Hand hygiene at hospital criticised by watchdog
Breaches of hand-washing and hygiene standards at a major hospital have been criticised by the health watchdog.
During an inspection, hand-washing in parts of Cork University Hospital was well below acceptable levels.
And a patient had to use a newspaper to cover a cracked window to protect himself from the wind at University Hospital Limerick (UHL).
The Health Information and Quality Authority (HIQA) uncovered maintenance and hygiene problems in the Cork and Limerick hospitals.
The problems, described as "high-risk" hygiene issues, were revealed in a HIQA report following unannounced inspections last November.
In the case of the 800-bed CUH, high risks were identified over hygiene practices on Ward 3B and the cleanliness of patient equipment.
HIQA warned the approach to hand hygiene was "fragmented across the hospital campus".
One CUH ward was found not to have enough alcohol-rub dispensers.
In one location hand rubs had been removed because of a possible fire threat due to electrical beds.
And in another case, temperature probe holders were found to be unclean while commodes were dirty, mattresses were stained and dust was found on key patient equipment.
The report found that while the Health Service Executive aims for a 90pc hand hygiene compliance rate, CUH achieved only 74.8pc last year.
"Hand-hygiene compliance observed by HIQA in the (CUH) recovery area in theatre during the November inspection was poor, with only 33pc (four out of 12) of the opportunities being taken."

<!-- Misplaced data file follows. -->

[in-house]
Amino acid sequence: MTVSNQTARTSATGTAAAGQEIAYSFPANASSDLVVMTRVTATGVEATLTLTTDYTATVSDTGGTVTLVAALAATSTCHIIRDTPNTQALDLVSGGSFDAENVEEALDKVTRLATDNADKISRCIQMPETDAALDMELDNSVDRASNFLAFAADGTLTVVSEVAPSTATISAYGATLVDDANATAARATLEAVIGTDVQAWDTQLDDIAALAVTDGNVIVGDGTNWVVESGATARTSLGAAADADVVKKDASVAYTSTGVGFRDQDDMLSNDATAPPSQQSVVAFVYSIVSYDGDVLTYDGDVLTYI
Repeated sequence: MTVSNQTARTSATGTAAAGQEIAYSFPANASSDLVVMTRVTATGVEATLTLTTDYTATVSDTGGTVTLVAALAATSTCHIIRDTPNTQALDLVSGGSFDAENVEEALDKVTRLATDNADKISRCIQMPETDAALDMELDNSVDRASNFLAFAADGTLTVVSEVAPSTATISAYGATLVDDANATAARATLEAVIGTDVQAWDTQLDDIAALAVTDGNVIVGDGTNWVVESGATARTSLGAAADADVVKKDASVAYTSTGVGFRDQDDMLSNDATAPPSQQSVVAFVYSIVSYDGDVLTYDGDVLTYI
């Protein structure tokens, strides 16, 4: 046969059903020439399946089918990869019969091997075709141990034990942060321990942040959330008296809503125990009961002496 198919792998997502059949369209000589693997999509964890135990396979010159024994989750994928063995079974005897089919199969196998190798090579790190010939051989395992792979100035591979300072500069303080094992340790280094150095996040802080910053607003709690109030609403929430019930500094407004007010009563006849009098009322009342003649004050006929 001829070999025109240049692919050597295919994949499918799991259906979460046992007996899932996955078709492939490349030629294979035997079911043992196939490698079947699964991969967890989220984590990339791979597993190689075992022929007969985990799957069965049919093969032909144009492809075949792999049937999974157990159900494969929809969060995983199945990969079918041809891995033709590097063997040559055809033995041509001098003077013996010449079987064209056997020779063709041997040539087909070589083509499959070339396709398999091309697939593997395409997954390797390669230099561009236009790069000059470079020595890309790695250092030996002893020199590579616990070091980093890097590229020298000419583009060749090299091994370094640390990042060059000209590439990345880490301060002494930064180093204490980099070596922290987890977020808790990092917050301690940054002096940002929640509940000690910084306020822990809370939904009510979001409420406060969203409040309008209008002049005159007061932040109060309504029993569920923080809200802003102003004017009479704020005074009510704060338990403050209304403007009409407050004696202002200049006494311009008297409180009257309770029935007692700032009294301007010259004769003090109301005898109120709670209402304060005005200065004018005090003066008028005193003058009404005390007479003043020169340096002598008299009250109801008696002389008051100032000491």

CUH's Ward 3B had a cluster of patients last September suffering from a multi-drug-resistant organism but, despite this, poor hand hygiene audits were noted on the ward.
UHL had ordered "a deep clean" to tackle the ward issues highlighted by the November inspections.
In the 364-bed UHL, HIQA inspectors found hygiene to be "particularly poor". This was despite the fact UHL has a historic problem with Carbapenem Producing Enterobacteriacea, a drug-resistant bacteria.
Inspectors found unacceptably high levels of dust on Ward 1D, poor management of sanitary facilities, stains on curtains by patient beds and dirty equipment.
"Sticky residue and staining were also present on blood-pressure monitoring equipment and on the surface of a resuscitation trolley," the report said.
HIQA said both CUH and UHL have shown a marked improvement in follow-up inspections conducted in January.
And a patient bothered by the wind used a newspaper to cover a crack in a window in UHL.
HIQA was told the broken window was logged on the maintenance system for several months.